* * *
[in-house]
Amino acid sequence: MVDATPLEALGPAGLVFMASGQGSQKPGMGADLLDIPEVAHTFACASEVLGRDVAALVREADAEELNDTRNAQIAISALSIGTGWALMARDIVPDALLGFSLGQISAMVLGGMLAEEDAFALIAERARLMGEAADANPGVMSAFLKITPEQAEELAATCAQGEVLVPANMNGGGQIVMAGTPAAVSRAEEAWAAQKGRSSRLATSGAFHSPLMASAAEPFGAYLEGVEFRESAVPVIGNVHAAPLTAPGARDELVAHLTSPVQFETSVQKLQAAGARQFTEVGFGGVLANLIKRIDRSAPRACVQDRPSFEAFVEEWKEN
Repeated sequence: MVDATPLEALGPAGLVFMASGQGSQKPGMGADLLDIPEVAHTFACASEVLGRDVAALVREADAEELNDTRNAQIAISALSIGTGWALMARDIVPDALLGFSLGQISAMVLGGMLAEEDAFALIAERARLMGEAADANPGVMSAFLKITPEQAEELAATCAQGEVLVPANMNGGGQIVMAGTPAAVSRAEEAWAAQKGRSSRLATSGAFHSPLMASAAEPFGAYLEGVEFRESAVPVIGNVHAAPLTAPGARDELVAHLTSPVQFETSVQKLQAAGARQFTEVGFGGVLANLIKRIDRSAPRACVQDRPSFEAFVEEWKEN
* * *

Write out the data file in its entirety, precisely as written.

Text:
[in-house]
Amino acid sequence: MVDATPLEALGPAGLVFMASGQGSQKPGMGADLLDIPEVAHTFACASEVLGRDVAALVREADAEELNDTRNAQIAISALSIGTGWALMARDIVPDALLGFSLGQISAMVLGGMLAEEDAFALIAERARLMGEAADANPGVMSAFLKITPEQAEELAATCAQGEVLVPANMNGGGQIVMAGTPAAVSRAEEAWAAQKGRSSRLATSGAFHSPLMASAAEPFGAYLEGVEFRESAVPVIGNVHAAPLTAPGARDELVAHLTSPVQFETSVQKLQAAGARQFTEVGFGGVLANLIKRIDRSAPRACVQDRPSFEAFVEEWKEN
Repeated sequence: MVDATPLEALGPAGLVFMASGQGSQKPGMGADLLDIPEVAHTFACASEVLGRDVAALVREADAEELNDTRNAQIAISALSIGTGWALMARDIVPDALLGFSLGQISAMVLGGMLAEEDAFALIAERARLMGEAADANPGVMSAFLKITPEQAEELAATCAQGEVLVPANMNGGGQIVMAGTPAAVSRAEEAWAAQKGRSSRLATSGAFHSPLMASAAEPFGAYLEGVEFRESAVPVIGNVHAAPLTAPGARDELVAHLTSPVQFETSVQKLQAAGARQFTEVGFGGVLANLIKRIDRSAPRACVQDRPSFEAFVEEWKEN